You're absolutely right about a quality tent, Labgrade. I've seen several of those WalMart grade high dome tents flattened by the wind. Once those fiberglass ploes break, they'll usually find a way to puncture the tent so the occupants are in for a cold wet evening.

    I've been meaning to ask you Colorado guys if you spend any time in the Flattops to the north of Glenwood Springs and Eagle. We used to fish there quite a bit but when we went in about four or five years ago, we didn't see any sign of fish and the bottoms of the lakes were littered with dead fish. The only lake we found with any live fish was Deep Lake. Heart, Blue, Crater and Adams lakes all appeared to be dead.
    We suspected there was a hard freeze or something.

    Anyway, I'd like to make another trip over there since that's one of my favorite areas. Does anyone know what happened and if there lakes are back to normal there?
  12. labgrade

    labgrade Member In Memoriam

    & not just breaking, BG, the wind-bends things - they'll lay flat to the ground in a high wind - looks like (dare I say?) an older mammary gland bound by gravity - nothing to sleep in or around, except the for the warmth which no tent has. ;)

    If you want a quality tent, you'll have to spend the money to protect yourself from the elements. Simple as that.

    Research it a bit (we've the resources here to prevent a bad buy, BTW) & get something that will actually stop weather from getting in. Anything less isn't a tent, it's money thrown down the drain in an attempt to be "cash-wise."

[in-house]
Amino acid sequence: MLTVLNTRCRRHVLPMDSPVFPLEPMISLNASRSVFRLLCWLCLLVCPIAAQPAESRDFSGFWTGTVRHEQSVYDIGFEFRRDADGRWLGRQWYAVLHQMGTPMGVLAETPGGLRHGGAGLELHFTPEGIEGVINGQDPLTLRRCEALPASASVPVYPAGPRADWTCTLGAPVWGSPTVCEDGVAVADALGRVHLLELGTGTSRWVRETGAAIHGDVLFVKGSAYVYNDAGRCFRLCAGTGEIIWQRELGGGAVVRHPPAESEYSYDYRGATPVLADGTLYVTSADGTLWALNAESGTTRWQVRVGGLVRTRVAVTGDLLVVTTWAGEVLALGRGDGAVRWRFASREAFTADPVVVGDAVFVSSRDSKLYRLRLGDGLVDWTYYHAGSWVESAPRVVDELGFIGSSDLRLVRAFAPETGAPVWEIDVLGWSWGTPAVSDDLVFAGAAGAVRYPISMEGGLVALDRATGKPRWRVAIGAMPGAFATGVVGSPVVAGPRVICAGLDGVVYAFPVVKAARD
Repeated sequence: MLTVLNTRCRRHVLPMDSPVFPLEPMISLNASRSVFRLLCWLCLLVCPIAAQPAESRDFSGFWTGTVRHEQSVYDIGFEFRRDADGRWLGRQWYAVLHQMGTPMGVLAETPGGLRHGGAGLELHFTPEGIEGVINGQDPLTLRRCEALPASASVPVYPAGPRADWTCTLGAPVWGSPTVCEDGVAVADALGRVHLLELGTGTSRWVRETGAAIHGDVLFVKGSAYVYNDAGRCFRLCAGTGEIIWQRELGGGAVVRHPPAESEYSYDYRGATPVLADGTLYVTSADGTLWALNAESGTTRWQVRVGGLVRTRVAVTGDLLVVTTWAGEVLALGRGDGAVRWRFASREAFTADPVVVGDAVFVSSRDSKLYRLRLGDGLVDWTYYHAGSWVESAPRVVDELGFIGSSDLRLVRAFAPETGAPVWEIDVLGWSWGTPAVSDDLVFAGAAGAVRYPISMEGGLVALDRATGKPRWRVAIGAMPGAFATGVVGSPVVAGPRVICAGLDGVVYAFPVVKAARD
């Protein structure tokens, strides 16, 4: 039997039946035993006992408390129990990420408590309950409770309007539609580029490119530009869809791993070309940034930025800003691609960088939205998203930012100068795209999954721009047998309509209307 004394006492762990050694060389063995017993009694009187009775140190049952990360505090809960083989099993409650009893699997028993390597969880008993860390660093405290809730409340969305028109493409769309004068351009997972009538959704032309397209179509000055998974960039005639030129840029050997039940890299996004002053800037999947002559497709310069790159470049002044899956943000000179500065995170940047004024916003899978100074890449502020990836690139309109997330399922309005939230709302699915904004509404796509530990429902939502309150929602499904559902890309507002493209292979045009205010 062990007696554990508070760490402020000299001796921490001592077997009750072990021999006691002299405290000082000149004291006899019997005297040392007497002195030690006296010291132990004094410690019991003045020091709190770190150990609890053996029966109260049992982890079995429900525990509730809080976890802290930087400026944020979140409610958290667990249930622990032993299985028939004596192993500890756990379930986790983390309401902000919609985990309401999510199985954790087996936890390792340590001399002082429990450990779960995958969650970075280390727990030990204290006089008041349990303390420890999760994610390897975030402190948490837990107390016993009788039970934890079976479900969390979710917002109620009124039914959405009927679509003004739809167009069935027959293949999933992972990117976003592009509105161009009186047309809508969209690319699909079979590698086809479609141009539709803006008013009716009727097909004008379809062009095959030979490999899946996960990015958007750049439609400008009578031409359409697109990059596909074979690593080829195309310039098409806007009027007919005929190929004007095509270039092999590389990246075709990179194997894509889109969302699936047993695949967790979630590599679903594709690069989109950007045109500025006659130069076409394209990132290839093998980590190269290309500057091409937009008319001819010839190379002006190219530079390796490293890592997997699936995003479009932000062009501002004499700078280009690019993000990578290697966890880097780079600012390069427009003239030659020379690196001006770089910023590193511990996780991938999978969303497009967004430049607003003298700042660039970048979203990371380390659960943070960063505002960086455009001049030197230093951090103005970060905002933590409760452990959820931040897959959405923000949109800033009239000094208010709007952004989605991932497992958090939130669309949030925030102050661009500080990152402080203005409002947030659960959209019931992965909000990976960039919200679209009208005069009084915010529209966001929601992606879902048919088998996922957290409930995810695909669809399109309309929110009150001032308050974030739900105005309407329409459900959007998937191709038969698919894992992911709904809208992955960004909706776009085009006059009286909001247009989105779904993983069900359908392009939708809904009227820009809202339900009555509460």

"If it doesn't keep out the weather, it isn't a tent."

    Best case = you'll have a woodsy experience-thingy where not a thing goes wrong - a fun traipse in the woods = Disney. Worst case = you'll have an absolute horrible experience where you & your's will be on the edge of hypothermia/close to death for not spending the extra scoots enough to buy a quality shelter. (can anyone say a sudden hail-storm that dumps 4" of ice & everything turns from a 75 deg F to zero?)

    My "tent/bivy bag/sleeping system" is my "cocoon of life." When all else fails, I've my "system" that I can rely upon. I can crawl into my "bag" & stay alive in the absolute worst-case anything nature can throw at me.

    Words to the wise & enough said.

    If you ply the trails, I'd just betcha that you'd best be advised to have a decent enough "sleeping system."

    [/ramblings enough]

    Ah, The Flattops.

    I first hunted there ~20 years ago, took a break & started hunting them again just about 3 years back - beautiful area.

    Never fished the lakes, but one can live outa the Derby Ditch, etc, - just the streams. Plenty o' trout in the ditches if you know how to tweak trout.

    All told, I'd by-pass any lake & fish the creeks between.

    I've pulled 18" browns out of creeks that "have no water."

    So "tactical," no?